OP/Station products can be custom-configured, custom-designed, and custom-built to suit the needs of your factory floor, laboratory, or warehouse.

Cooling Concerns

Over the past several years, there has been a rising trend to put standard “commercial grade” PCs on the plant floor. Typically, to protect these computers from the environment, they are placed in an industrial workstation (like an OP/Station).

With applications ranging from process control (HMI) to weighing rooms to clean rooms the need to cool these workstations must be evaluated on a case-by-case basis.

The questions are:

  • Do I need to cool the workstation? And, if yes:
  • What should I use to cool it?

Does my workstation need cooling?

To answer this question we need to know some basic pieces of information:

  • What is the maximum ambient temperature in the room?
  • How much heat will the equipment in the workstation generate (typically measured in Watts)?
  • How much available surface area does the enclosure have to dissipate heat?
  • What is the lowest maximum safe operating temperature of all the pieces of equipment in the workstation?

From this information, the expected Temperature Rise in the workstation can be calculated. If the Ambient Temperature plus the Temperature Rise exceeds the safe operating temperature – then cooling is needed.

What are my options for cooling?

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Transfers heat from inside the enclosure to the outside air using heat pipes and fans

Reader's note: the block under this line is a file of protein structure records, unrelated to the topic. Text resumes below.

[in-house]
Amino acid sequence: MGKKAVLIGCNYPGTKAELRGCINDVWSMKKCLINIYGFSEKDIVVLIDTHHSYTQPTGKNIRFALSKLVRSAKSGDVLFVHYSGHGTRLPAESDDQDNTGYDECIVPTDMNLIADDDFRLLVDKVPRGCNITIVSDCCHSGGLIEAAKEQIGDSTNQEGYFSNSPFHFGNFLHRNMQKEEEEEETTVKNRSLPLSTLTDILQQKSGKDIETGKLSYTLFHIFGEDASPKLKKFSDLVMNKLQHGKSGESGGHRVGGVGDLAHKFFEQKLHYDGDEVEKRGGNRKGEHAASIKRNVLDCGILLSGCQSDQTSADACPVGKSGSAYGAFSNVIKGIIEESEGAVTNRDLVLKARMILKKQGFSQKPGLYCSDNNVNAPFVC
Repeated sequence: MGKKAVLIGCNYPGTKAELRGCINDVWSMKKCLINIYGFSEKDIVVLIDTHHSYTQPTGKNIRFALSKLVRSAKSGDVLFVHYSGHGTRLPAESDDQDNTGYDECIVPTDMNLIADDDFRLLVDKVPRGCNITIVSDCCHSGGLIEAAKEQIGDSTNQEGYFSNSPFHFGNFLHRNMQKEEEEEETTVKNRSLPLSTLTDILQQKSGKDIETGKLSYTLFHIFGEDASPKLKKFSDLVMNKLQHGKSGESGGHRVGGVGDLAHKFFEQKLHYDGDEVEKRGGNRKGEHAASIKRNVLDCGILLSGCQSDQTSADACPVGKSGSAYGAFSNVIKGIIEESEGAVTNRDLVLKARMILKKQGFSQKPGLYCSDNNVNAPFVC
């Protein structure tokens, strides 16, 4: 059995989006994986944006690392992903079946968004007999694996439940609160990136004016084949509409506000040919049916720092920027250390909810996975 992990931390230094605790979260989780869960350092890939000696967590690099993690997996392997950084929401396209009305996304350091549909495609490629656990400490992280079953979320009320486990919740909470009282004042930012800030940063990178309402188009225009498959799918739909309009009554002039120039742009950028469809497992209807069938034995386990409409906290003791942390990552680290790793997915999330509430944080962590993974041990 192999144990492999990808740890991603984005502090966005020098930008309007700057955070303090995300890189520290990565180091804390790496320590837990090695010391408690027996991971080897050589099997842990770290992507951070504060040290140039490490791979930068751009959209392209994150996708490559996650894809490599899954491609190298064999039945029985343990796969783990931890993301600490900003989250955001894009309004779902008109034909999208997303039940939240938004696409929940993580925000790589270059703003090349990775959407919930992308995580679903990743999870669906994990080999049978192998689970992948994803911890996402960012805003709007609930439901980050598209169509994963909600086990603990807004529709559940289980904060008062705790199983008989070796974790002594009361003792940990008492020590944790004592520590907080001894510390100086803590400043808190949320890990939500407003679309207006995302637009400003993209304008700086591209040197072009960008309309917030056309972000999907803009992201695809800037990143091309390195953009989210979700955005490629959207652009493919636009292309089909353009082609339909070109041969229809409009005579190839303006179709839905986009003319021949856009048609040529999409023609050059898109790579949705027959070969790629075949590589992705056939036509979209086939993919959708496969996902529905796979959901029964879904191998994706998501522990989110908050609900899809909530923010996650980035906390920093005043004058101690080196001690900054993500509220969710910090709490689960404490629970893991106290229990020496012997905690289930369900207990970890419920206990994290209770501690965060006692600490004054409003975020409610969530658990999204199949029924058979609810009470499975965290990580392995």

Cannot cool below ambient temperature

Available in NEMA 12/4 and 4X designs

Available in both traditional freon-based models and solid-state designs

Typically thermostatically controlled

Can cool below ambient temperature

Available in NEMA 12/4 and 4X designs

Uses compressed air and vortex tube technology

Typically thermostatically controlled

Can cool below ambient temperature

Lower maintenance (no coolant involved)

Best solution for classified areas. May also be a good choice for NEMA 12/4/4X applications

We have many options available for keeping an OP/Station cool and we can work with you to determine what is best for your application.



How do they work?

All touchscreens, regardless of the “technology”, operate on the same principle as a mouse. They’re nothing more than a pointing device in which the cursor is controlled by the operator’s finger or some other form of stylus. The cursor will then appear where the operator places his or her finger and can be dragged around the screen the same as a mouse would do. The touchscreen is self-calibrating to a given monitor size such that the initial set up takes less than five minutes. The operation is the same as with a mouse: click and drag, double clicks, etc. Via the set-up, it can be designed to “activate” upon touch or release of touch. All touchscreens are supplied with the necessary software drivers and interface cabling to work with most computer systems. The “interface” to the computer is via an available serial port.

A common misconception is that by adopting a touchscreen interface, you “give up” the mouse. This is not true. A touchscreen and a mouse / joystick / trackball can be connected to the same computer. Both can be used, just not at the exact same moment.

Which technology is best?